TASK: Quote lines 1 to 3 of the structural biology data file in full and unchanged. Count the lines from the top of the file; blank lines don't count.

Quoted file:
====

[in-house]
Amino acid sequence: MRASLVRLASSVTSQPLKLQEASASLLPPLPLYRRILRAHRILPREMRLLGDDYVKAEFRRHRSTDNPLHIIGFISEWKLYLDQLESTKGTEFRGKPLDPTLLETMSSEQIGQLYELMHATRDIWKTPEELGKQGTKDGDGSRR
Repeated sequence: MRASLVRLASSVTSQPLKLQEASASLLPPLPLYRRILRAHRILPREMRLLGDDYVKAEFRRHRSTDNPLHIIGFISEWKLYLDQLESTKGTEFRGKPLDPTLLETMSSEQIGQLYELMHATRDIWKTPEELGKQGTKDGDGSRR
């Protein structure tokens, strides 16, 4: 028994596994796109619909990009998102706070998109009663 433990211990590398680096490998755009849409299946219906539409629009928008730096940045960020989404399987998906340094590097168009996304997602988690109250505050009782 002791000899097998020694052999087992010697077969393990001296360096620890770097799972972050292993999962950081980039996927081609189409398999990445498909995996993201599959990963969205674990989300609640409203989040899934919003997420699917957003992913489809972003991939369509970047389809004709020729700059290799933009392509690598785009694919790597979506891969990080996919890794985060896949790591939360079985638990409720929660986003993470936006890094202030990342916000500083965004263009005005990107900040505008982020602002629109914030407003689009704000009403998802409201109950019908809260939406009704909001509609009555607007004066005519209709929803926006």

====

[in-house]
Amino acid sequence: MRASLVRLASSVTSQPLKLQEASASLLPPLPLYRRILRAHRILPREMRLLGDDYVKAEFRRHRSTDNPLHIIGFISEWKLYLDQLESTKGTEFRGKPLDPTLLETMSSEQIGQLYELMHATRDIWKTPEELGKQGTKDGDGSRR
Repeated sequence: MRASLVRLASSVTSQPLKLQEASASLLPPLPLYRRILRAHRILPREMRLLGDDYVKAEFRRHRSTDNPLHIIGFISEWKLYLDQLESTKGTEFRGKPLDPTLLETMSSEQIGQLYELMHATRDIWKTPEELGKQGTKDGDGSRR